Tuesday, 26 October 2010


Hopscotch Films
Now Showing

I'll 'fess up to my pop cultural ignorance by admitting what little I knew of Serge Gainsbourg, before seeing Joann Sfar's film, consisted of two points: he was the father of actress Charlotte Gainsbourg, and he wrote, produced and performed the sexy '60s pop hit, Je T'aime. Sfar's Gainsbourg, a bio-pic of sorts, relies heavily on the audiences presumed knowledge of the subject (why else would he not include a timeline?) but I found myself enjoying this look at the life of a troubled artist regardless.

The film has been described as a 'fairytale' and it was supposedly Sfar's surreal treatment (he hails from animation) of the subject which apparently led the Gainsbourg estate, understandably protective of the man's reputation, to agree to be involved. Even more interestingly, Sfar had originally cast Charlotte Gainsbourg to play her father but for whatever reason, that experiment didn't play out.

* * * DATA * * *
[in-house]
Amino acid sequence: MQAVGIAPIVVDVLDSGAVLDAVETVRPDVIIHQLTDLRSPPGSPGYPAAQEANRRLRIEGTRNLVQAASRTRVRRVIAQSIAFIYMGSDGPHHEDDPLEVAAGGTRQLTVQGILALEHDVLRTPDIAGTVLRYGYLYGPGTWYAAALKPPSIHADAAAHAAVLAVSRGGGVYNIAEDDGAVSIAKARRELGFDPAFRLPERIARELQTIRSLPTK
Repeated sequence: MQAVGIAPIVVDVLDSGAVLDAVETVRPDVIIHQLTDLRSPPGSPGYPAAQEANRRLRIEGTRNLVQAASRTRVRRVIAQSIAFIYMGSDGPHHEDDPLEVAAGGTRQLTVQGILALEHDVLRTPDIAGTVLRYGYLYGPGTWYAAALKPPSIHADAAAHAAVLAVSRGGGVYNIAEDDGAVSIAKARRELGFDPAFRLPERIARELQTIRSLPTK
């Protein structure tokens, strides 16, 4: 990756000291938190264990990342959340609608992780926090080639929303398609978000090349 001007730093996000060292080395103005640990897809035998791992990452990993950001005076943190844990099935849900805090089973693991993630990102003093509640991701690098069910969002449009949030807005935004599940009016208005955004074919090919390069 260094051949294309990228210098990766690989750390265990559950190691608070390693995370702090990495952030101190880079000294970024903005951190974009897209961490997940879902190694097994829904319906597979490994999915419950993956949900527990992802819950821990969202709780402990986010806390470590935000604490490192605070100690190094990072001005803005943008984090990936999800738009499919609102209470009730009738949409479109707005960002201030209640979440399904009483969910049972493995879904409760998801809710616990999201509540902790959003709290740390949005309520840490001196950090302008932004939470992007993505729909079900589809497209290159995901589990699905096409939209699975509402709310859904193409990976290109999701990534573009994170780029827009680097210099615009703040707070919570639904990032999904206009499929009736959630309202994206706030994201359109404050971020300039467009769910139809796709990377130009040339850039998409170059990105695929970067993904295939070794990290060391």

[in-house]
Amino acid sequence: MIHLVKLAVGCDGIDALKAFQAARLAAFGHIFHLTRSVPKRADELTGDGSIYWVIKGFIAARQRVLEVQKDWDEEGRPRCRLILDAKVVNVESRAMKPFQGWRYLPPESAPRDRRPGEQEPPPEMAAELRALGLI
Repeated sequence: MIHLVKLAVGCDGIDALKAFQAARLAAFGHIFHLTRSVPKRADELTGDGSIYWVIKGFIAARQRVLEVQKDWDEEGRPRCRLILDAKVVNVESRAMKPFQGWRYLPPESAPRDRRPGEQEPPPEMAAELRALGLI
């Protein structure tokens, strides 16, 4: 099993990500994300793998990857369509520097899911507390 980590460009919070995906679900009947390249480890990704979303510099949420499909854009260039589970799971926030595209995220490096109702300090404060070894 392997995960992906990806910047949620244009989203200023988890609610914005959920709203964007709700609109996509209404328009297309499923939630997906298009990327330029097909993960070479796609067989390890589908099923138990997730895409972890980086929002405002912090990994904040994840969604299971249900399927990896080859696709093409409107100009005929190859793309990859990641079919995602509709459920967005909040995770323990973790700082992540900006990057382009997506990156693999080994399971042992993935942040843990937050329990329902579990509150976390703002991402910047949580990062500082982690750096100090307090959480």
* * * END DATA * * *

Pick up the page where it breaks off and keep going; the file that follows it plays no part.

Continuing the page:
Eric Elmosnino, who landed the role Serge Gainsbourg, does a fine job and closely resembles the man, big ears, shaggy appearance and all. Sfar subtly suggests that Gainsbourg was self conscious about his looks as a result of exposure to anti-Semitic propaganda as a child in Nazi-occupied Paris. The film's clever conceit is to have a larger-than-life puppet version of Gainsbourg, with enlarged features, accompany him throughout his life.

Ironically, while the puppet is 'ugly', he is the alter ego encouraging Gainsbourg to pursue his musical ambitions, be adventurous and take risks. Oh, and cheat on his wife and walkout on his children; the film doesn't skimp on the unappealing aspects of its central character, notably the womanising. Not that Gainsbourg's dalliances with Juliette Greco (Anna Mouglalis) and, more vivdly, with Brigitte Bardot (Laetitia Casta), are painted as anything less than fun.

But it's when he meets, falls for and marries Brit actress, Jane Berkin (Lucy Gordon), mother of Charlotte, that Gainsbourg enjoys both domestic stability and a creative flourish, including the recording of Je T'aime. A sad coda to the film is that Gordon committed suicide not long after the film completed production.

Fans and admirers of Serge Gainsbourg will know better than I if Gainsbourg does justice to both the man or the myth, filling in gaps and shedding light into hitherto unknown dark corners. But for the uninitiated like me, it's an enjoyable introduction. Tre bien.

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